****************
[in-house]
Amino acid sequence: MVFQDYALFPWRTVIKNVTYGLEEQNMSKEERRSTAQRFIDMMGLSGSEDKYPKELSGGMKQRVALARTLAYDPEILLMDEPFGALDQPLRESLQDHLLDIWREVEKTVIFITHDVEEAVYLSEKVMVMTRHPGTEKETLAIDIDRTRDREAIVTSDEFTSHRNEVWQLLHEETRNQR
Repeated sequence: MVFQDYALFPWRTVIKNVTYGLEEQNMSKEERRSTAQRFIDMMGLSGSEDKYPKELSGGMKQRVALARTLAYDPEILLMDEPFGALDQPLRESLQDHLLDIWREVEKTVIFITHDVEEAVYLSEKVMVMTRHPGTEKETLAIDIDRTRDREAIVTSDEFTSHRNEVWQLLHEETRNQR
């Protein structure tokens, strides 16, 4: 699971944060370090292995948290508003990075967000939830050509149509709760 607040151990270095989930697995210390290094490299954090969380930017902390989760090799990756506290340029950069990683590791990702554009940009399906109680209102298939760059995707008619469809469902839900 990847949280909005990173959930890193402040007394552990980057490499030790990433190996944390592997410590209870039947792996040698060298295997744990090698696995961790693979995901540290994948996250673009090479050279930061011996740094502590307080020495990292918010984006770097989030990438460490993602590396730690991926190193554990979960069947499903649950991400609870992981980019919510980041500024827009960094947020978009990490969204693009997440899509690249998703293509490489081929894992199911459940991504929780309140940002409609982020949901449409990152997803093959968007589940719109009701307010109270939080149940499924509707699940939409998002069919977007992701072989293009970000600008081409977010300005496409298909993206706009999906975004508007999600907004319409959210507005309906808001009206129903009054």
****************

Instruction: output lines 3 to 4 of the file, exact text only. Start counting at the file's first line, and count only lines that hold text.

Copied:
Repeated sequence: MVFQDYALFPWRTVIKNVTYGLEEQNMSKEERRSTAQRFIDMMGLSGSEDKYPKELSGGMKQRVALARTLAYDPEILLMDEPFGALDQPLRESLQDHLLDIWREVEKTVIFITHDVEEAVYLSEKVMVMTRHPGTEKETLAIDIDRTRDREAIVTSDEFTSHRNEVWQLLHEETRNQR
């Protein structure tokens, strides 16, 4: 699971944060370090292995948290508003990075967000939830050509149509709760 607040151990270095989930697995210390290094490299954090969380930017902390989760090799990756506290340029950069990683590791990702554009940009399906109680209102298939760059995707008619469809469902839900 990847949280909005990173959930890193402040007394552990980057490499030790990433190996944390592997410590209870039947792996040698060298295997744990090698696995961790693979995901540290994948996250673009090479050279930061011996740094502590307080020495990292918010984006770097989030990438460490993602590396730690991926190193554990979960069947499903649950991400609870992981980019919510980041500024827009960094947020978009990490969204693009997440899509690249998703293509490489081929894992199911459940991504929780309140940002409609982020949901449409990152997803093959968007589940719109009701307010109270939080149940499924509707699940939409998002069919977007992701072989293009970000600008081409977010300005496409298909993206706009999906975004508007999600907004319409959210507005309906808001009206129903009054």